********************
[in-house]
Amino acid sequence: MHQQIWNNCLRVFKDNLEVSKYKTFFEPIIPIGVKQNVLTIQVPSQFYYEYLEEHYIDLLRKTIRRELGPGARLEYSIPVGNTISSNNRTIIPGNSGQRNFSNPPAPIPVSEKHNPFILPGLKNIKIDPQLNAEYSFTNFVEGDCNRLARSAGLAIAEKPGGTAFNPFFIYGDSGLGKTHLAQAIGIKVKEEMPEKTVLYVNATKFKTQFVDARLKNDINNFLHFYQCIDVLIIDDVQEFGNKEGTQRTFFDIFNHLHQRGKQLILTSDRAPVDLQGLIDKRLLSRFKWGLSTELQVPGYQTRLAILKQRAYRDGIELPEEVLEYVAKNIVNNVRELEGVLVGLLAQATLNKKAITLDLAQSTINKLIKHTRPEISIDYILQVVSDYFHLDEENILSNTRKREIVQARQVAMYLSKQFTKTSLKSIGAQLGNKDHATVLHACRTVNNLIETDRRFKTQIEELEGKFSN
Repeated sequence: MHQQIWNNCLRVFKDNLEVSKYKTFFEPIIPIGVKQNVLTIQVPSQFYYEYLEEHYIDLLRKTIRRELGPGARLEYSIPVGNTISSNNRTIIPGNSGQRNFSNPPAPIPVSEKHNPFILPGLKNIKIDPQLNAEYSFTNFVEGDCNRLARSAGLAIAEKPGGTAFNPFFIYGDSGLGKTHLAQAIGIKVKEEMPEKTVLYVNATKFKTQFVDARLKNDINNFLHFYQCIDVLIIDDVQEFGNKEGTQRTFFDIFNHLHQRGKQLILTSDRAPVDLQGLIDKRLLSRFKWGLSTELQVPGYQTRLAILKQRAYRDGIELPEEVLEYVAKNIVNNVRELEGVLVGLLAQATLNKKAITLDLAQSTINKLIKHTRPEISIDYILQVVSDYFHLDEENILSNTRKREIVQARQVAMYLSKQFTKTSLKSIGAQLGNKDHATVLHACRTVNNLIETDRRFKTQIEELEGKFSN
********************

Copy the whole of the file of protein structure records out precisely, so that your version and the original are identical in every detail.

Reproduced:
[in-house]
Amino acid sequence: MHQQIWNNCLRVFKDNLEVSKYKTFFEPIIPIGVKQNVLTIQVPSQFYYEYLEEHYIDLLRKTIRRELGPGARLEYSIPVGNTISSNNRTIIPGNSGQRNFSNPPAPIPVSEKHNPFILPGLKNIKIDPQLNAEYSFTNFVEGDCNRLARSAGLAIAEKPGGTAFNPFFIYGDSGLGKTHLAQAIGIKVKEEMPEKTVLYVNATKFKTQFVDARLKNDINNFLHFYQCIDVLIIDDVQEFGNKEGTQRTFFDIFNHLHQRGKQLILTSDRAPVDLQGLIDKRLLSRFKWGLSTELQVPGYQTRLAILKQRAYRDGIELPEEVLEYVAKNIVNNVRELEGVLVGLLAQATLNKKAITLDLAQSTINKLIKHTRPEISIDYILQVVSDYFHLDEENILSNTRKREIVQARQVAMYLSKQFTKTSLKSIGAQLGNKDHATVLHACRTVNNLIETDRRFKTQIEELEGKFSN
Repeated sequence: MHQQIWNNCLRVFKDNLEVSKYKTFFEPIIPIGVKQNVLTIQVPSQFYYEYLEEHYIDLLRKTIRRELGPGARLEYSIPVGNTISSNNRTIIPGNSGQRNFSNPPAPIPVSEKHNPFILPGLKNIKIDPQLNAEYSFTNFVEGDCNRLARSAGLAIAEKPGGTAFNPFFIYGDSGLGKTHLAQAIGIKVKEEMPEKTVLYVNATKFKTQFVDARLKNDINNFLHFYQCIDVLIIDDVQEFGNKEGTQRTFFDIFNHLHQRGKQLILTSDRAPVDLQGLIDKRLLSRFKWGLSTELQVPGYQTRLAILKQRAYRDGIELPEEVLEYVAKNIVNNVRELEGVLVGLLAQATLNKKAITLDLAQSTINKLIKHTRPEISIDYILQVVSDYFHLDEENILSNTRKREIVQARQVAMYLSKQFTKTSLKSIGAQLGNKDHATVLHACRTVNNLIETDRRFKTQIEELEGKFSN